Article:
SerializationException when application is modified

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Óscar Frías Barranco

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Jul 18, 2017, 12:15:23 PM7/18/17
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Hi.

When we modify the code of our GWT application, in particular the classes that travel through GWT calls, these exceptions are generated for many users for a few hours:

com.google.gwt.user.client.rpc.SerializationException: Type '.....' was not assignable to 'com.google.gwt.user.client.rpc.IsSerializable' and did not have a custom field serializer.For security purposes, this type will not be serialized.: instance = .....

We think that this is due to browsers caching the previous (old) code which is no longer aligned with the server code.  We have reviewed all HTTP headers related to caching and all of the are, we think, correctly configured.

So our plan is to force a reload of the browser page with a location.reload(true) when we detect that the SerializationException is being thrown at the server.  Any ideas about how to implement this easily?  Our code if full of AsyncCallback calls and we would like to avoid editing each one of them.  Is there a place where we could insert a client code that would be executed for every RPC call and that will call location.reload(true) if a SerializationException is thrown ?

Thanks!

Michael Joyner

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Jul 18, 2017, 1:35:13 PM7/18/17
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We use https://github.com/realityforge/gwt-cache-filter to help deal with caching issues.

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Óscar Frías Barranco

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Jul 18, 2017, 2:15:49 PM7/18/17
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We are following the recommendations on http://www.gwtproject.org/doc/latest/DevGuideCompilingAndDebugging.html#perfect_caching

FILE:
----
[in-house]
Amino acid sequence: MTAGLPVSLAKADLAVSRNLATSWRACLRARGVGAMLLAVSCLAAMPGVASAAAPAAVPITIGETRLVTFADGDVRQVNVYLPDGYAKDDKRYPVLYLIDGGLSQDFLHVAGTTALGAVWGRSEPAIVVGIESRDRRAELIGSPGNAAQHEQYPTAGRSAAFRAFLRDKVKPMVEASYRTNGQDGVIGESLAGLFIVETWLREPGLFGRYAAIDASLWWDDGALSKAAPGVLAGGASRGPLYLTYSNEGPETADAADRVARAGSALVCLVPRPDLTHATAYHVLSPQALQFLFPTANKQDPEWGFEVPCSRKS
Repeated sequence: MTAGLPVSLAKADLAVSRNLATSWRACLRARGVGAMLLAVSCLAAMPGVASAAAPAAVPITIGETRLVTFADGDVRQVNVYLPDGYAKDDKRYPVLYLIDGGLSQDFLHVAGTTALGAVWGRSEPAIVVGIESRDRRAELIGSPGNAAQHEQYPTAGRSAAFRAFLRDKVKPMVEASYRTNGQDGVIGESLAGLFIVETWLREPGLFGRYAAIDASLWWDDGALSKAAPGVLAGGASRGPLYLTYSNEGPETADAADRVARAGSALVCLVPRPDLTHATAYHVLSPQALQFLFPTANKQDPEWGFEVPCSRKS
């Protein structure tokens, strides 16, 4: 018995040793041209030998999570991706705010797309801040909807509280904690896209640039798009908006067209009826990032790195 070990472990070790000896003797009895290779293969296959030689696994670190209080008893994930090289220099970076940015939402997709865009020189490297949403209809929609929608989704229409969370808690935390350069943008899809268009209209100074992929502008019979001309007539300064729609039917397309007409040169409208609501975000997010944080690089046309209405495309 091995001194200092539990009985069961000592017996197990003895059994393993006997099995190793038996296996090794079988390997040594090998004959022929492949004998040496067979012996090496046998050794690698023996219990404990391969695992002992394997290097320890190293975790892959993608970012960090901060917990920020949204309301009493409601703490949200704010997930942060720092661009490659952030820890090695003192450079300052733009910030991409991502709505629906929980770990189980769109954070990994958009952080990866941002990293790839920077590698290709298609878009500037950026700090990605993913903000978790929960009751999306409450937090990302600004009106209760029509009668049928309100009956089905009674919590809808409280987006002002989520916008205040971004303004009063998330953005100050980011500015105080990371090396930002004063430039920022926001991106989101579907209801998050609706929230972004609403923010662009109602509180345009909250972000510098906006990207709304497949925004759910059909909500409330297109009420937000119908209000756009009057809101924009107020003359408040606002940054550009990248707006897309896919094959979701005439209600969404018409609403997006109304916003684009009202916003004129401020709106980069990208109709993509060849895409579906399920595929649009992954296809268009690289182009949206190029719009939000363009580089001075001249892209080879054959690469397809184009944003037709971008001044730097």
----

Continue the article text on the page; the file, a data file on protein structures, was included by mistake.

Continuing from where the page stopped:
But I am afraid that whatever the headers some browsers will cache some files anyway so we really need a way to force a reload of the web application when RPC calls return an exception.

Any ideas on how to implement this?


On Tue, Jul 18, 2017 at 7:34 PM, Michael Joyner <mic...@newsrx.com> wrote:

We use https://github.com/realityforge/gwt-cache-filter to help deal with caching issues.


On 07/18/2017 12:15 PM, Óscar Frías Barranco wrote:
Hi.

When we modify the code of our GWT application, in particular the classes that travel through GWT calls, these exceptions are generated for many users for a few hours:

com.google.gwt.user.client.rpc.SerializationException: Type '.....' was not assignable to 'com.google.gwt.user.client.rpc.IsSerializable' and did not have a custom field serializer.For security purposes, this type will not be serialized.: instance = .....

We think that this is due to browsers caching the previous (old) code which is no longer aligned with the server code.  We have reviewed all HTTP headers related to caching and all of the are, we think, correctly configured.

So our plan is to force a reload of the browser page with a location.reload(true) when we detect that the SerializationException is being thrown at the server.  Any ideas about how to implement this easily?  Our code if full of AsyncCallback calls and we would like to avoid editing each one of them.  Is there a place where we could insert a client code that would be executed for every RPC call and that will call location.reload(true) if a SerializationException is thrown ?

Thanks!

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Michael Joyner

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Jul 18, 2017, 3:31:31 PM7/18/17
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As far as trying to catch the rpc exception, you might try setting a global uncaught exception handler then seeing if you can trap them via that method. We have switched to using resty-gwt/json here and longer use the built in GWT-RPC serializer.